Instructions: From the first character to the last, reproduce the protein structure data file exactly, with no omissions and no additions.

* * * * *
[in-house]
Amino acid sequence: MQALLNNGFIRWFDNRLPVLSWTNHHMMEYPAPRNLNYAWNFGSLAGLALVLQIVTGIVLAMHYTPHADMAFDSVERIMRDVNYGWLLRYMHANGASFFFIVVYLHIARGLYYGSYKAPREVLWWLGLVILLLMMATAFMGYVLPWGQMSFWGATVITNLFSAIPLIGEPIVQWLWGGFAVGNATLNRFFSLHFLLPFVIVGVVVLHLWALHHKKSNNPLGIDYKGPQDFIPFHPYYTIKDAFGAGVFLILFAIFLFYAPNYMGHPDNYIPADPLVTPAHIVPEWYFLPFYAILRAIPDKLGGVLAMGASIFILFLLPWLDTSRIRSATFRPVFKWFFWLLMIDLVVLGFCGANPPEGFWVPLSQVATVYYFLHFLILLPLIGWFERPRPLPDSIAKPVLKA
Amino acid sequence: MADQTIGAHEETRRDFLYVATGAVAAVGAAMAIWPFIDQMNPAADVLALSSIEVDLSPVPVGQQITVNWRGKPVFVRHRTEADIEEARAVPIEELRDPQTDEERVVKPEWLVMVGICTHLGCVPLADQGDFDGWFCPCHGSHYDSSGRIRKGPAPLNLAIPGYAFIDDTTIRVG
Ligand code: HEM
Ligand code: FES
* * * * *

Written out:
[in-house]
Amino acid sequence: MQALLNNGFIRWFDNRLPVLSWTNHHMMEYPAPRNLNYAWNFGSLAGLALVLQIVTGIVLAMHYTPHADMAFDSVERIMRDVNYGWLLRYMHANGASFFFIVVYLHIARGLYYGSYKAPREVLWWLGLVILLLMMATAFMGYVLPWGQMSFWGATVITNLFSAIPLIGEPIVQWLWGGFAVGNATLNRFFSLHFLLPFVIVGVVVLHLWALHHKKSNNPLGIDYKGPQDFIPFHPYYTIKDAFGAGVFLILFAIFLFYAPNYMGHPDNYIPADPLVTPAHIVPEWYFLPFYAILRAIPDKLGGVLAMGASIFILFLLPWLDTSRIRSATFRPVFKWFFWLLMIDLVVLGFCGANPPEGFWVPLSQVATVYYFLHFLILLPLIGWFERPRPLPDSIAKPVLKA
Amino acid sequence: MADQTIGAHEETRRDFLYVATGAVAAVGAAMAIWPFIDQMNPAADVLALSSIEVDLSPVPVGQQITVNWRGKPVFVRHRTEADIEEARAVPIEELRDPQTDEERVVKPEWLVMVGICTHLGCVPLADQGDFDGWFCPCHGSHYDSSGRIRKGPAPLNLAIPGYAFIDDTTIRVG
Ligand code: HEM
Ligand code: FES